The last Shakespeare production I wrote about was Orson Welles’ moody take on Macbeth. George Cukor’s movie of Romeo and Juliet was made only 12 years earlier, but seems to belong to another world. Where Welles’ Poverty Row film looks rough around the edges, Cukor’s gives the Bard the full gleaming Hollywood treatment. MGM under Irving Thalberg poured two million dollars into this production, with half of that spent on building an ambitious replica of Verona on a backlot, while the budget also ran to enormous crowds of extras. Kenneth S Rothwell’s book Shakespeare on Screen, which I’m finding invaluable for background on these older adaptations, recounts how the studio did even consider filming in Verona itself before deciding against.
Given the lavish feeling of the whole production, it’s quite surprising MGM didn’t go for Technicolor. Instead, they stuck to black and white, but the emphasis is very much on the white, with many scenes shot in brilliant sunlight, and Norma Shearer as Juliet dressed in a succession of flowing white gowns by Adrian – a long way from Welles’ cardboard crowns. At times I must admit I find the sheer glossiness of it all a bit much, and the opening shot of Shearer feeding a pet deer in a jewelled collar, as orchestral themes from Tchaikovsky swell in the background, reminded me of Disney. (Snow White was released the following year.)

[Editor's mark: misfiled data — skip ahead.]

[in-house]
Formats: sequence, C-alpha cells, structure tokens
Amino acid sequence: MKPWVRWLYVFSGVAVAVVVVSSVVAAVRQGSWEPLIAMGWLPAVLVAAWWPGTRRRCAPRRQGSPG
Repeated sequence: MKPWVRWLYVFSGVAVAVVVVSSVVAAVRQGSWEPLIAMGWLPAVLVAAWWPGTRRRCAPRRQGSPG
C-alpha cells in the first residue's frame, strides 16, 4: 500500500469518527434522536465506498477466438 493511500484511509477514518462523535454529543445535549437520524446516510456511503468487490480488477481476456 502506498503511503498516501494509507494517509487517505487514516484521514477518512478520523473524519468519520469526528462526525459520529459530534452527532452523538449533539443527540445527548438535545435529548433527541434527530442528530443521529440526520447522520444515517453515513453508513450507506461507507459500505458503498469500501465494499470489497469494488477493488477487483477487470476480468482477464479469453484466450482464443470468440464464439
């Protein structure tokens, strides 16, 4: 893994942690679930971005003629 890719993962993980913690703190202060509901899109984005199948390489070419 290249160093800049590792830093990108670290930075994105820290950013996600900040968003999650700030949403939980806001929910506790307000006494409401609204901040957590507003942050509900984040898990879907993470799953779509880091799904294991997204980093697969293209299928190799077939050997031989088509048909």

All the same, there is a lot to enjoy in the beauty of all the costumes and sets, even if it feels slightly over the top, and there are also some fine performances, despite eccentric casting choices, including the 35-year-old Shearer as Juliet and 43-year-old Leslie Howard as Romeo. This casting may be one reason that MGM went for black and white, as it’s more forgiving than Technicolor to older actors in younger roles. Shearer is more convincing as a teenager than Howard to my eyes, though this may just be because I like her better as an actor. She played a young girl again a couple of years later in the early scenes of Marie Antoinette and she seems to be good at somehow changing her movements and voice slightly to give the impression of youthfulness.
Howard isn’t one of my favourite actors (though he is great in Of Human Bondage), as I always find his voice a bit stilted, so I may be being slightly hard on him, but to me he does seem obviously too old and staid for a character as young as Romeo, and I don’t think he pours enough passion into the great speeches. I did like the scene with the apothecary in particular, but wasn’t so sure about him in the scenes with Juliet. It doesn’t help him that the text for this version has been cut quite strangely, often with the second line of a rhyming couplet suddenly missing, so that you are left waiting for the other shoe to drop!